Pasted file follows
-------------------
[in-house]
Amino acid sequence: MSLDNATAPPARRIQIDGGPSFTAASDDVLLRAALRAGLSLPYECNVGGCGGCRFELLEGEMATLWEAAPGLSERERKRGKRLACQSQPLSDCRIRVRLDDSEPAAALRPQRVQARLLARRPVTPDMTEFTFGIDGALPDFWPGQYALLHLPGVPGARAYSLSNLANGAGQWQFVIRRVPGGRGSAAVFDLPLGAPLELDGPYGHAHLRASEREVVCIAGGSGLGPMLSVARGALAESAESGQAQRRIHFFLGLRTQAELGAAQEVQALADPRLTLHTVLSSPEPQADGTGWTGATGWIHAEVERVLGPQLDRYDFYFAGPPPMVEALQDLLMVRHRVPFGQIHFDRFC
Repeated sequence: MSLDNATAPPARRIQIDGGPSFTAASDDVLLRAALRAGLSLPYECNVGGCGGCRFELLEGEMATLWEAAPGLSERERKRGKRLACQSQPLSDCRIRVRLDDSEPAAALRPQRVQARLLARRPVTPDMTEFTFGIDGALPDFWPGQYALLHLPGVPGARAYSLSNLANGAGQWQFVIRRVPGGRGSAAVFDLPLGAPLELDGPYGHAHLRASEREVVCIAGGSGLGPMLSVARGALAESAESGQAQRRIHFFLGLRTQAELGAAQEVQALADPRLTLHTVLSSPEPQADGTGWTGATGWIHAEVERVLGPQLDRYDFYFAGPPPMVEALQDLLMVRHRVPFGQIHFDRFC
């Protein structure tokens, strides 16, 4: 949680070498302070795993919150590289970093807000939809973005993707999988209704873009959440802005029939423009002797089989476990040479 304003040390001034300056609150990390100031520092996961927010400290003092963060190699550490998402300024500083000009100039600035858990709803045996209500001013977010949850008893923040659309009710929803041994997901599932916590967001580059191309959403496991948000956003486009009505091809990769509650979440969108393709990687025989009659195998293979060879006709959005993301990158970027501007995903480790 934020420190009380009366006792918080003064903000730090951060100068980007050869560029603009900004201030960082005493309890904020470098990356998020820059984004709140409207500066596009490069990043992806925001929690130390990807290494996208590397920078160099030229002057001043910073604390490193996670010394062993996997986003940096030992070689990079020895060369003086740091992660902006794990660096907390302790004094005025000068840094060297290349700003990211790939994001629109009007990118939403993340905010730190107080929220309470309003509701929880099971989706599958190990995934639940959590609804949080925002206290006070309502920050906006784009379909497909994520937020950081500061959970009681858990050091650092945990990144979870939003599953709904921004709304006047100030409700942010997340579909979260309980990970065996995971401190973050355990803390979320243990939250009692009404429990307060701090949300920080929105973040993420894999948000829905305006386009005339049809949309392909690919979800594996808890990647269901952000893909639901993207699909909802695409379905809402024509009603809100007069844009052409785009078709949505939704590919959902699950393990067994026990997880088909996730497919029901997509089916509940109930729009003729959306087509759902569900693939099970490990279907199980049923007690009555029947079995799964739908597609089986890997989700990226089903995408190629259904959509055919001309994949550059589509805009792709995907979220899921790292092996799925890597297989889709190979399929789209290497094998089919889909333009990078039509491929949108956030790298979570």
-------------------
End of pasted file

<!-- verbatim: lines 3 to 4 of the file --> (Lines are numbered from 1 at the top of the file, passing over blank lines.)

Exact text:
Repeated sequence: MSLDNATAPPARRIQIDGGPSFTAASDDVLLRAALRAGLSLPYECNVGGCGGCRFELLEGEMATLWEAAPGLSERERKRGKRLACQSQPLSDCRIRVRLDDSEPAAALRPQRVQARLLARRPVTPDMTEFTFGIDGALPDFWPGQYALLHLPGVPGARAYSLSNLANGAGQWQFVIRRVPGGRGSAAVFDLPLGAPLELDGPYGHAHLRASEREVVCIAGGSGLGPMLSVARGALAESAESGQAQRRIHFFLGLRTQAELGAAQEVQALADPRLTLHTVLSSPEPQADGTGWTGATGWIHAEVERVLGPQLDRYDFYFAGPPPMVEALQDLLMVRHRVPFGQIHFDRFC
């Protein structure tokens, strides 16, 4: 949680070498302070795993919150590289970093807000939809973005993707999988209704873009959440802005029939423009002797089989476990040479 304003040390001034300056609150990390100031520092996961927010400290003092963060190699550490998402300024500083000009100039600035858990709803045996209500001013977010949850008893923040659309009710929803041994997901599932916590967001580059191309959403496991948000956003486009009505091809990769509650979440969108393709990687025989009659195998293979060879006709959005993301990158970027501007995903480790 934020420190009380009366006792918080003064903000730090951060100068980007050869560029603009900004201030960082005493309890904020470098990356998020820059984004709140409207500066596009490069990043992806925001929690130390990807290494996208590397920078160099030229002057001043910073604390490193996670010394062993996997986003940096030992070689990079020895060369003086740091992660902006794990660096907390302790004094005025000068840094060297290349700003990211790939994001629109009007990118939403993340905010730190107080929220309470309003509701929880099971989706599958190990995934639940959590609804949080925002206290006070309502920050906006784009379909497909994520937020950081500061959970009681858990050091650092945990990144979870939003599953709904921004709304006047100030409700942010997340579909979260309980990970065996995971401190973050355990803390979320243990939250009692009404429990307060701090949300920080929105973040993420894999948000829905305006386009005339049809949309392909690919979800594996808890990647269901952000893909639901993207699909909802695409379905809402024509009603809100007069844009052409785009078709949505939704590919959902699950393990067994026990997880088909996730497919029901997509089916509940109930729009003729959306087509759902569900693939099970490990279907199980049923007690009555029947079995799964739908597609089986890997989700990226089903995408190629259904959509055919001309994949550059589509805009792709995907979220899921790292092996799925890597297989889709190979399929789209290497094998089919889909333009990078039509491929949108956030790298979570």